Graffin et al (1995), for instance, found that hypnotizable subjects had greater theta activity in the frontal cortex, as compared to less hypnotizable subjects, prior to hypnosis. However no such differences were apparent during hypnosis and, in fact, for both groups, theta levels increased in the posterior areas of the cortex, and alpha levels increased over all the areas measured. Graffin's team wrote that, "Because our understanding of EEG theta activity is limited, it is difficult to state clearly whether the increase in theta activity seen during the actual hypnotic induction was related to depth of hypnotic trance or the accompanying relaxation and absorption, or was more related to the process of cognitively focusing on the instructions verbally presented." (p. 128)
Commenting on such studies, Lynn et al (2007) remarked that, "The fact that responses to hypnotic suggestions are associated or correlated with EEG asymmetries or increased theta...does not warrant the conclusion that hypnosis causes the EEG patterns." (p. 152) In further opinion on the observation of neural effects under hypnosis, these authors have stated that "It is not clear that the experience and neural correlates of trance would be the same for all hypnotic subjects or even all virtuosos. Having different preconceptions about trance might lead to different subjective states and therefore to different neural substrates." (p. 157) In a similar vein, Burgess (2007) wrote that, "despite two decades of research, no EEG marker of hypnosis has been found. Claims have been made for alpha, theta and gamma oscillations, but none show the specificity required... (i.e., to distinguish hypnosis as a state separate from other states, such as waking consciousness or sleep)." (p. 203)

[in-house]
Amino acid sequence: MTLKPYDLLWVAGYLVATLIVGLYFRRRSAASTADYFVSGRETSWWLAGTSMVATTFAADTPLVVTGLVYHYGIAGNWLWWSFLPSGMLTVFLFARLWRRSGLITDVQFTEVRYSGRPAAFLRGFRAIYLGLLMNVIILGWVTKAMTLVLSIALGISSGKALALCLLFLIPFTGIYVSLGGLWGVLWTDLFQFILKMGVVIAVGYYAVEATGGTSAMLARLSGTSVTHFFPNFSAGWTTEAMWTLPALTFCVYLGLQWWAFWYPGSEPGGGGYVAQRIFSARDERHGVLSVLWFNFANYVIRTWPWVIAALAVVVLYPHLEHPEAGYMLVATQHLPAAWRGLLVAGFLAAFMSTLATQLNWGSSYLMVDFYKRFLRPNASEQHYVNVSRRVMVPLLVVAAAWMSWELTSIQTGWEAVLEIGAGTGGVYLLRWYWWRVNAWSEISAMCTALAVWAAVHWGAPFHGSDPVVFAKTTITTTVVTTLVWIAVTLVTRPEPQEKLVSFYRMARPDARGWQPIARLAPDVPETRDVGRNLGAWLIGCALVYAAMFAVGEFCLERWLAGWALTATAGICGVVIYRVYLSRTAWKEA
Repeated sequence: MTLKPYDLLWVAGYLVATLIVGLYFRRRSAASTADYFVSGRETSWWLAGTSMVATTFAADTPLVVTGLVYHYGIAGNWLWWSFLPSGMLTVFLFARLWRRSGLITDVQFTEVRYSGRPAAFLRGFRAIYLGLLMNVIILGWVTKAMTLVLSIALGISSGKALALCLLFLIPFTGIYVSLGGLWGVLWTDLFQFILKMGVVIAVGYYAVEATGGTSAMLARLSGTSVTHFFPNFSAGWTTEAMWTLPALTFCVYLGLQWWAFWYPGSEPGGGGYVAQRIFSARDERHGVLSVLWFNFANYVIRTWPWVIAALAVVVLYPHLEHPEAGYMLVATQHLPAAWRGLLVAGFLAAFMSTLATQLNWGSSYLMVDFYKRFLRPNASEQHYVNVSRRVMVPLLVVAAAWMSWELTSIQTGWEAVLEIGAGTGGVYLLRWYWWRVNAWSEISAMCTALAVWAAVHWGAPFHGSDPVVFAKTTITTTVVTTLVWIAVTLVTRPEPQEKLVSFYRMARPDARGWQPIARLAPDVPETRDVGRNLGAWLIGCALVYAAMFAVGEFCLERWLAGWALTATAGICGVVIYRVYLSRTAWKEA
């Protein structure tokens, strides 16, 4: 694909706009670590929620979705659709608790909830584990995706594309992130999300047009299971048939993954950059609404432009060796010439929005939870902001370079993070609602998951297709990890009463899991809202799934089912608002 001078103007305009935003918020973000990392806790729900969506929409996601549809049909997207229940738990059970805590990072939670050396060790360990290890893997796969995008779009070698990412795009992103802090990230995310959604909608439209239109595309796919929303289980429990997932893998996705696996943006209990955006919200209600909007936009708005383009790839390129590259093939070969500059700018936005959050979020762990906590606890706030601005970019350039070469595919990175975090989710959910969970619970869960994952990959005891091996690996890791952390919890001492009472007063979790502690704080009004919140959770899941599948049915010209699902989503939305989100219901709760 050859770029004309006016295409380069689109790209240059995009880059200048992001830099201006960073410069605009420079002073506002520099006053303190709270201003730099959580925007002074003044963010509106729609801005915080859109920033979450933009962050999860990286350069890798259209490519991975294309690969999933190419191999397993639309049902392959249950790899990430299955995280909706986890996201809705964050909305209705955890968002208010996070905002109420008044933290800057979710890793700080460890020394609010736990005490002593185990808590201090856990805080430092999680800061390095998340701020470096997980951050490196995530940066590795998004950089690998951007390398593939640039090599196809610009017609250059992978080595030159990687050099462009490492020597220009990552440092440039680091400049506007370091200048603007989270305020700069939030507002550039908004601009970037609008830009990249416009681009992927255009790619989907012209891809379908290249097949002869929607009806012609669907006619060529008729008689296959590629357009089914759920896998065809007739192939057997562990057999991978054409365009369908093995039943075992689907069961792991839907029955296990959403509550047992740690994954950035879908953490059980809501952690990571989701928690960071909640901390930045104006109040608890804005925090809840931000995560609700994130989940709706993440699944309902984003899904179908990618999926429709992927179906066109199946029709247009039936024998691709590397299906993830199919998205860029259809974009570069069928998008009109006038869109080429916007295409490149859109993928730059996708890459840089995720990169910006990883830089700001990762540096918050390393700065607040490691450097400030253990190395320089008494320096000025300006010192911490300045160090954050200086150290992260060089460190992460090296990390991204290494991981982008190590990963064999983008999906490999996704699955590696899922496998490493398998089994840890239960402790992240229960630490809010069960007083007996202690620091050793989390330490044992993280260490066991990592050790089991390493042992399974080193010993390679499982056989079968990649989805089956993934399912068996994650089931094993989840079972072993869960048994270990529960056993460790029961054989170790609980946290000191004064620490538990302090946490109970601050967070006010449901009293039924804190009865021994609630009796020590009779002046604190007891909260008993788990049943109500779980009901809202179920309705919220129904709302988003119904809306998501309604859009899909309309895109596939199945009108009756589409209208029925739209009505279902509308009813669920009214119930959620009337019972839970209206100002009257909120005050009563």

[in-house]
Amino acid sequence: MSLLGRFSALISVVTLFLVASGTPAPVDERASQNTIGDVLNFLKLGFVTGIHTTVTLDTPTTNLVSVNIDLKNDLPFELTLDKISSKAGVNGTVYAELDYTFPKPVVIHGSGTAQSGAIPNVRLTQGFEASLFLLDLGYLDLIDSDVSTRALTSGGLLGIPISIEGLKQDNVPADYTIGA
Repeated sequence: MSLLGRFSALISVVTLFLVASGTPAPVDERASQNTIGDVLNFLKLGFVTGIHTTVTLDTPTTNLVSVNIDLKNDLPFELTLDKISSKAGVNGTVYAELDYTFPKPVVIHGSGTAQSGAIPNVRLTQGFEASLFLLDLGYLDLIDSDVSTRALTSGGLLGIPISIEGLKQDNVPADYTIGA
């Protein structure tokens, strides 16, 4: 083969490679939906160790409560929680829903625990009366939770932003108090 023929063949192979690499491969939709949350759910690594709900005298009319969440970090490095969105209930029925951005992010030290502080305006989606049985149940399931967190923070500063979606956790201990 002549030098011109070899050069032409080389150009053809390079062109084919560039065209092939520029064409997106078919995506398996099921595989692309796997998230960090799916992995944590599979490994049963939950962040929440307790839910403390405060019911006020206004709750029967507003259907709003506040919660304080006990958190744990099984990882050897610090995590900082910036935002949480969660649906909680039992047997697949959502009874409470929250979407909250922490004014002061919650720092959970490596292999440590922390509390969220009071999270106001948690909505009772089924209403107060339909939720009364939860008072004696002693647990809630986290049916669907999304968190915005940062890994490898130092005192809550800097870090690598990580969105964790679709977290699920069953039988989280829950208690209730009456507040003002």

Differences between High Hypnotizables and Low Hypnotizables
There is some evidence that hypnosis seems to affect the brains of highly hypnotizable subjects more than it affects the brains of subjects having low hypnotizability, and that the brains of highly hypnotizable people may be inherently different from those who are less so. In research studies, hypnotizability is usually measured by the Harvard Group Scale of Hypnotic Susceptibility: A (Shor and Orne, 1962) and/or the Stanford Hypnotic Susceptibility Scale: Form C (Weitzenhoffer and Hilgard, 1962), which record observations of subjects' behavior in response to suggestions that are usually associated with hypnotic trance (i.e., hand levitation).